The Impact of Emotions on Health
The Five Elements Theory
Let’s face it, we are all spiritual beings, and as we go through life we store emotions, worries, stress and trauma on a subconscious level. It is called our cellular memory, the very genetic blueprint that our consciousness draws on for “deep memories” which play a significant role in determining the state of our wellness.
Vulnerability to disease manifests in the human body when an individual resists feeling an emotion. Any refusal to accept responsibility for an experience is resistance. For example, when you blame God, your family, the universe, you give up your power; by assuming full responsibility for your life, you can fix anything. The idea of being responsible for creating your own illness – or wellness – allows you to take back that power to change the outcome.
This is a Chinese philosophical theory called the Five Elements which can be traced back 4000 years. It was used as a diagnostic and treatment modality that associates specific emotions to various organs and glands in the body. Each of the five elements – wood, fire, earth, metal and water – has a corresponding season, taste, color, odor, sound, physical, and emotional symptom along with other distinct correlations. The elements are kept under control by two basic forces: creation and discretion.
The theory states that key emotions stored within us need to be addressed and removed from the body. A chain reaction of unraveling basic emotions begins (some in our conscious mind; some in our unconscious) and helps answer the question, “How did I develop this disease?” Bringing awareness to a conscious level enables you to work on removing the emotion, allowing the body to heal.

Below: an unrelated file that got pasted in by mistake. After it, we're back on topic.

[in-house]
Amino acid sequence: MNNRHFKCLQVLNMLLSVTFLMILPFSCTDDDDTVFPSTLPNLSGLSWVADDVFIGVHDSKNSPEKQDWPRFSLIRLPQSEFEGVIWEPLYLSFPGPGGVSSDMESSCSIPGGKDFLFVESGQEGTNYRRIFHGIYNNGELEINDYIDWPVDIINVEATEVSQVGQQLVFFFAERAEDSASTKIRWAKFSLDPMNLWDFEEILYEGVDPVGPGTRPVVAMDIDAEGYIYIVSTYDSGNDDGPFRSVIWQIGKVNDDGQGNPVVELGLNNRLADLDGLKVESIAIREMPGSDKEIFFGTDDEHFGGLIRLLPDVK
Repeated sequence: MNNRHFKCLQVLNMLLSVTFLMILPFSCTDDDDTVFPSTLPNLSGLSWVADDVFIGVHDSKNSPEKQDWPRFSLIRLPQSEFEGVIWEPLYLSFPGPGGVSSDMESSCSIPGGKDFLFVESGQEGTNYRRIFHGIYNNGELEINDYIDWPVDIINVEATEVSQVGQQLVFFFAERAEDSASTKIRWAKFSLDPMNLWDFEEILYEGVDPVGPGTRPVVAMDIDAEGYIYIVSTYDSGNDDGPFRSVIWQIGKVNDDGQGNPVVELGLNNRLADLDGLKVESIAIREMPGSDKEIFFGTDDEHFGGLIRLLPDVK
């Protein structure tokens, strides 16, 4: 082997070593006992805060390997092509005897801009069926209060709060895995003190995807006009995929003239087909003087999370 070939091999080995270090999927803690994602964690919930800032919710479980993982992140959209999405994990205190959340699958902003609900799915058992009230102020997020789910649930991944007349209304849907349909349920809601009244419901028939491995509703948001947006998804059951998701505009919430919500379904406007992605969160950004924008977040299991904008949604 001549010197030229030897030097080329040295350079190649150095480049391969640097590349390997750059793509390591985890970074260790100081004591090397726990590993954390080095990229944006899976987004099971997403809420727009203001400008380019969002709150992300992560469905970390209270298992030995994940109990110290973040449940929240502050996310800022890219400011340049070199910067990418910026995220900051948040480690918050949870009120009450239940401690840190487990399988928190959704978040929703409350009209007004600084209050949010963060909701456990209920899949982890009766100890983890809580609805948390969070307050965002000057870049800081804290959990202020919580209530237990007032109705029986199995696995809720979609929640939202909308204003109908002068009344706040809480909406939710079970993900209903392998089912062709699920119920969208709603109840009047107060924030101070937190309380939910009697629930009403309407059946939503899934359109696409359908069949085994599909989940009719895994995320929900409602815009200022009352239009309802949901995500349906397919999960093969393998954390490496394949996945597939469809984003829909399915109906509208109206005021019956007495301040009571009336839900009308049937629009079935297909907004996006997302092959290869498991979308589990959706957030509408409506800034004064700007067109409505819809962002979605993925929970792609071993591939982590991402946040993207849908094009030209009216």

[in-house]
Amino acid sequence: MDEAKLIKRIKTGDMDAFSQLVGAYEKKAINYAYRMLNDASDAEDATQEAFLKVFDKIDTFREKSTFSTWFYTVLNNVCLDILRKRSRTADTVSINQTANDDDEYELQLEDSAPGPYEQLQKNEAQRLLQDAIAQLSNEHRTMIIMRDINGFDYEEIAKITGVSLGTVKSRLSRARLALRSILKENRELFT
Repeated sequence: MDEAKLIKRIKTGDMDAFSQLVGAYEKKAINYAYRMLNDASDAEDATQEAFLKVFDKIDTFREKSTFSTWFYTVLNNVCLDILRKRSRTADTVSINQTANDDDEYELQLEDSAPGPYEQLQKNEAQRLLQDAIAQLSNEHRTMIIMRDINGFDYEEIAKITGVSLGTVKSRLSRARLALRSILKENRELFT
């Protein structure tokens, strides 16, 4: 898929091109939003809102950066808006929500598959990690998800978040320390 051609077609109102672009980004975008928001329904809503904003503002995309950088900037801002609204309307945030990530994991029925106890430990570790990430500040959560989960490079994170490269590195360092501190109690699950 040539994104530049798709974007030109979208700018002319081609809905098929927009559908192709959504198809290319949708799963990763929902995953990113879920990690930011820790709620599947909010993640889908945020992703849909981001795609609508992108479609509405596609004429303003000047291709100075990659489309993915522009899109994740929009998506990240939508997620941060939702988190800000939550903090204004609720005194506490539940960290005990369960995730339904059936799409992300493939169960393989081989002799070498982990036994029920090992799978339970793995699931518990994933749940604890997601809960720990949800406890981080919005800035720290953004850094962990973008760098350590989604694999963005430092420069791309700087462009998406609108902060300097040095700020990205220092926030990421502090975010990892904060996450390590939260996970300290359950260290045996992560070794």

The wood element represents our gall bladder and liver, and the emotions tied to these organs are resentment and anger. So if you hold onto resentment, that emotion will be held within the gall bladder, creating disease until that emotion is removed. If you hold onto anger, it can greatly affect the liver.
The water element represents our kidney and bladder, and the emotions tied to these organs are fear and irritation. Ask yourself, “What am I fearful or worried about?” or “Why am I so anxious and upset today?” Your body is very good at revealing the source, if you ask.
The metal element represents our lungs and large intestine. The emotions tied to these organs are grief and being stuck or unable to move forward in life. A lot of my clients with lung issues – from breathing to cancer – can usually relate back to an issue of grief onto which they still hold.
The earth element represents our spleen, pancreas and stomach. The emotions tied to these organs are low self-esteem and the feeling of disgust which can be within ourselves or directed at another.
The fire element represents our small intestine, heart, thyroid and adrenal glands, and the endocrine system. The emotions tied to these organs are vulnerability, excessive shock or joy, confusion and unresponsiveness. Maybe there has been a sudden death of a family member or close friend, and you don’t know how to feel; it then becomes an unprocessed emotion that keeps recycling until it is removed.
All these emotions can be devastating to our system, especially if they are not addressed and buried. At some point they will resurface. Some people find it helpful to journal emotions; some may meet with a therapist. Others may release emotions through Neuro Physical Reprogramming (NPR) which directly addresses cellular memory.
Remember, we are not only what we eat, but also what we experience. How we deal with disease has a direct impact on how well our body will release and heal.
Dr. Beckner is owner of Your Body Code in Palm Desert which offers personalized nutrition and wellness programs. For more information, visit www.yourbodycode.com or call 760-341-BODY (2639).
Sources: 1) Inna Segal: The Secret Language of Your Body; foreword by Bernie S. Siegel M.D. 2007. 2) Theresa Dale, PhD., N.D: Transform Your Emotional DNA (1995,1996,1997) 3) Dr. Amanda Beckner CN, HHP, PhD.: Your Body Code (2009).
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